On my walk this morning, as I passed the salon where I get my hair cut, I noticed that someone had hung over the doorknob a plastic bag of magazines. [An aside: The bag was the type known as a “Thank you” or “T-shirt” bag. The first I understand: the generic bags are printed with just “Thank you!” instead of a merchant’s name. But why “T-shirt”? The shape of the bag much more nearly resembles the other kind of undershirt, the kind called an “athletic shirt” or “singlet.” I guess “undershirt bag” didn’t sound nice.]
The bag was from a certain giant discount retailer that advertises “Always low prices.” Seeing this reminded me that I had recently been taken aback by a surprise move on the part of this retailer. For years I have been correcting “Walmart,” “Wal-mart,” and even “Wall-mart” to “Wal-Mart.” The company’s logo actually used a five-pointed star between the parts, but for general use a hyphen sufficed. The first time recently that I ran across a reference to “Walmart,” I assumed it was an error, but the other night I saw a commercial from the company itself that clearly showed that its new moniker is “Walmart.” It will undoubtedly take time to roll out new signs and rebrand everything in sight. I see that the “Wal-Mart Stores, Inc.” Web site still shows the old logo (and the favicon of the site is a blue star). On the other hand, Walmart.com has the new logo, including the six-pointed yellow starburst (flower) as its favicon. Wikipedia has one foot in both camps (it should be noted that probably the corporate name will not change even though the branding does).
I don’t suppose that this change should surprise me. Snappy names, free of punctuation, are more Web-friendly and look clean and modern. But I can’t help reflecting on a bygone era when staid, formal names connoted strength and stability. In those days, the name of my father’s stockbroker was Merrill Lynch, Pierce, Fenner & Bean. I thought this was a wonderful name. When it became Merrill Lynch, Pierce, Fenner & Smith, I didn’t feel it had quite the same cachet. Now, of course, it’s just Merrill Lynch.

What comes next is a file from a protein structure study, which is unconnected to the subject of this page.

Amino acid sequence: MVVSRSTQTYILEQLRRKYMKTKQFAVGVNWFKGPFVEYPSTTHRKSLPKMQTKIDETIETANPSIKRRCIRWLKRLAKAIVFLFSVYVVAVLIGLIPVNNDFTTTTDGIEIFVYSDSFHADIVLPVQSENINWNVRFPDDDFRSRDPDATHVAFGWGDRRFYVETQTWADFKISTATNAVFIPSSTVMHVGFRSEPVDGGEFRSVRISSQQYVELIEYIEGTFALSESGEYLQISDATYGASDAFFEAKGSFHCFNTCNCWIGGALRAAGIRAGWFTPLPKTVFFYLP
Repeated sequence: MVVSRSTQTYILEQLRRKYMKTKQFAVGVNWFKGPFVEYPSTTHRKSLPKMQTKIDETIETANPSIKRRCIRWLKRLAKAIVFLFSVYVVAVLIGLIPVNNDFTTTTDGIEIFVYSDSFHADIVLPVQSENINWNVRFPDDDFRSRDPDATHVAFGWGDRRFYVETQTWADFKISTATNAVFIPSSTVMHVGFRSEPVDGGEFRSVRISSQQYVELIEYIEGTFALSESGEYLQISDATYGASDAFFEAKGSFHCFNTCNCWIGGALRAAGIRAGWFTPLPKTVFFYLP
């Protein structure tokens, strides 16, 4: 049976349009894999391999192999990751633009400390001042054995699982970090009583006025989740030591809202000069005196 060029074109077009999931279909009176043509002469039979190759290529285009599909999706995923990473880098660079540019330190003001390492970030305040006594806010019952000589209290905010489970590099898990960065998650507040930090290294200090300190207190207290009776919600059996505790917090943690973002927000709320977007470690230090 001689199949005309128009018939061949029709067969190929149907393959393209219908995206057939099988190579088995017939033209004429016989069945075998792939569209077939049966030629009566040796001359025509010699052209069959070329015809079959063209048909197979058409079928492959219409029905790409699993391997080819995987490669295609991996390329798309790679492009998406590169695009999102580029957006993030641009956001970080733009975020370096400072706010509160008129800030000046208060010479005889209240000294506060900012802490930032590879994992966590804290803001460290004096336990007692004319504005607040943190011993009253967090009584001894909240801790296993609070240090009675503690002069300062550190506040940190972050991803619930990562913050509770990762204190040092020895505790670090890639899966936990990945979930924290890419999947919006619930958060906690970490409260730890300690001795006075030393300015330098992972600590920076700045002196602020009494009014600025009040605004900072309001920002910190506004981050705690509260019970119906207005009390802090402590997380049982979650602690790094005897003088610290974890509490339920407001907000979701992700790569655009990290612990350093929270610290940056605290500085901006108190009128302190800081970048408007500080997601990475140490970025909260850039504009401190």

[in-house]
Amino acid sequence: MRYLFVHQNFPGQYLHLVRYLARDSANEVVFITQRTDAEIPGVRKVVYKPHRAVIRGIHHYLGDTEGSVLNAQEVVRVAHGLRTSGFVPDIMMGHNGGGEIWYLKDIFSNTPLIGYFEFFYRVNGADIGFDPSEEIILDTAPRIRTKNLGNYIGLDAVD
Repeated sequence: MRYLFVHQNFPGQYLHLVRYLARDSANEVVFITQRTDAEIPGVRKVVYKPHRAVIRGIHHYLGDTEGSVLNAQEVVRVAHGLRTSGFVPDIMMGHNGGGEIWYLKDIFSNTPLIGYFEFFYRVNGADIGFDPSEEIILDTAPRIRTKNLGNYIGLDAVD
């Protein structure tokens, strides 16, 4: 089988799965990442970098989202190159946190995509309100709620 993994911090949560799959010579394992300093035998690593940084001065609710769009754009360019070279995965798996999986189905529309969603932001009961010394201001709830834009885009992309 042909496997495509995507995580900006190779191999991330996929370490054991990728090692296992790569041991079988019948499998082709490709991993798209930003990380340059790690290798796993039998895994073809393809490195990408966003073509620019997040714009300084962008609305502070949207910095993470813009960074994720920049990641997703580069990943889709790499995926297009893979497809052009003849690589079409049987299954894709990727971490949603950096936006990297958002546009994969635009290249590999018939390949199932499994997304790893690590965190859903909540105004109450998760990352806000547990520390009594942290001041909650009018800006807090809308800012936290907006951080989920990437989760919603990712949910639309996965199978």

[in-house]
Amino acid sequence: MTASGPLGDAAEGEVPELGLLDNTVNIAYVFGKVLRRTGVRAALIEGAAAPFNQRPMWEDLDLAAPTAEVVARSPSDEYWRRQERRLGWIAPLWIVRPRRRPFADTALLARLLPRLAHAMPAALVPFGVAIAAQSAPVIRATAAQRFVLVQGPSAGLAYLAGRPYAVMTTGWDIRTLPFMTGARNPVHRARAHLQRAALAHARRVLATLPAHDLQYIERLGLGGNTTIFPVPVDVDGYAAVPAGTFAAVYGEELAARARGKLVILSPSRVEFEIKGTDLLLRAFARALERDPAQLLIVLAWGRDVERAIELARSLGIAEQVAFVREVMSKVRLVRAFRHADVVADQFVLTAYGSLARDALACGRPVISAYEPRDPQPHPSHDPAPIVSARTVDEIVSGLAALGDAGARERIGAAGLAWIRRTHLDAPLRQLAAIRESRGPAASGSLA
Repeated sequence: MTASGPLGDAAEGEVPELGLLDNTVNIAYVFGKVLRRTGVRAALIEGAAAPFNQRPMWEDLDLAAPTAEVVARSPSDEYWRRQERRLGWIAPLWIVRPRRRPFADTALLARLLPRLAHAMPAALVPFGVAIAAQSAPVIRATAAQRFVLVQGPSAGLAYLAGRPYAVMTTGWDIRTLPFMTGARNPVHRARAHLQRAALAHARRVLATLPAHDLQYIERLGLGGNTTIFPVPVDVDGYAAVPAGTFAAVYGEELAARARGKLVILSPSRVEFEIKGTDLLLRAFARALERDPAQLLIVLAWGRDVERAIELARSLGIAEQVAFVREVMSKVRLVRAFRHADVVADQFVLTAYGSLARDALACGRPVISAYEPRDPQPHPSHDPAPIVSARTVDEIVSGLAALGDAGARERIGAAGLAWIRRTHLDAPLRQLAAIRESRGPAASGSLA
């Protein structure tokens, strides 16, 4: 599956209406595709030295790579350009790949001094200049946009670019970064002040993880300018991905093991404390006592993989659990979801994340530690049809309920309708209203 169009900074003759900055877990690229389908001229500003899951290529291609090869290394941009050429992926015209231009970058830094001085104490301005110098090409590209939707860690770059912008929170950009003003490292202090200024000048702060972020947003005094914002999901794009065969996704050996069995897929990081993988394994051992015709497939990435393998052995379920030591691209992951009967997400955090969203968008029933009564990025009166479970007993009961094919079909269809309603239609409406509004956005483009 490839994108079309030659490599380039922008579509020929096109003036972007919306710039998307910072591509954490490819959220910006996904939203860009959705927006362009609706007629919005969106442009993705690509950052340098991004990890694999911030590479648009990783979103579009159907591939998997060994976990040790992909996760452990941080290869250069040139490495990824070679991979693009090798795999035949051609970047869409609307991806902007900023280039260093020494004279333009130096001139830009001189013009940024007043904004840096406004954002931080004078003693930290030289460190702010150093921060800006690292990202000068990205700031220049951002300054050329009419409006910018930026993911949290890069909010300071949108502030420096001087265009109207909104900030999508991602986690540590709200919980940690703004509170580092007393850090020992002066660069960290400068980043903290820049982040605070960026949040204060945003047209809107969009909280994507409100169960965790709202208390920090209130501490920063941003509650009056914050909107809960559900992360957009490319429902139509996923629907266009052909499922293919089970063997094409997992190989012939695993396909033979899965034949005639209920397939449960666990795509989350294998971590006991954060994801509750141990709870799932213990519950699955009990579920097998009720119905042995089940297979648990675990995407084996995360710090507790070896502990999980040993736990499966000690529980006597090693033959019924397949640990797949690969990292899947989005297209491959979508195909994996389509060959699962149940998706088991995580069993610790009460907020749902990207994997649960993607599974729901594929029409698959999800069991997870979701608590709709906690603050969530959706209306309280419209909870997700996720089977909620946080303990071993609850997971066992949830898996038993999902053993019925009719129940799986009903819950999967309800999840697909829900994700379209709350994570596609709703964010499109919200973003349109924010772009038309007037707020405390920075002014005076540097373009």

There was a time when an ambitious young lawyer or accountant or stockbroker who became a partner in his firm would aspire to senior partner status and perhaps even eventual recognition in the firm’s name. He might have to wait for a few other senior partners to drop off the twig, but sooner or later, if he worked hard and didn’t blot his copybook (and especially if he married the boss’s daughter), he might see his name added to the top of the letterhead. Those were the days when the firm’s receptionist might wear herself out just answering the phone.
And the names used punctuation—commas after the names, the last two joined by an ampersand. Such niceties are now entirely passé. Firms generally first drop the commas, then the ampersand. Some companies then start to run the names together: Smith, Kline & French becomes Smith Kline & French, then SmithKline & French; now it’s GlaxoSmithKline. I have stock in JPMorganChase (or at least that’s what’s on the dividend checks; apparently the name is actually JPMorgan Chase & Co.). As a result of the merger of Price Waterhouse and Coopers & Lybrand, a Big Four accounting firm is named PricewaterhouseCoopers. A long-established publisher (also as a result of mergers) is now HarperCollins. (Presumably someone will have the sense not to try Merrilllynch.)
These are the kinds of names that make life difficult for editors and typesetters. Not only do they have to be carefully verified, but they pose hyphenation problems. Still they are preferable to contrived names (actually logos) that use unconventional punctuation. The star in Wal-Mart is one example. Another came up recently in a report I was typing. It seems that a certain appraisal firm wanted to be known as “Butler¨Burgher.” (In case that doesn’t come through for you, the central character is a small diamond.) I faithfully reproduced this usage in my report (although I thought it looked stupid). I would have preferred to use some more typographically friendly form, but I was unable to determine that there was a standard one. Others had referred to the firm as “Butler Burgher,” “Butler-Burgher,” “Butler & Burgher,” “Butler+Burgher,” “Butler*Burgher,” and so on. Ordinarily, I would consult the company’s Web site for guidance (usually at least the contact address will use standard characters), but alas! the firm is no longer in business.
Just one more example of the challenges that face copy editors!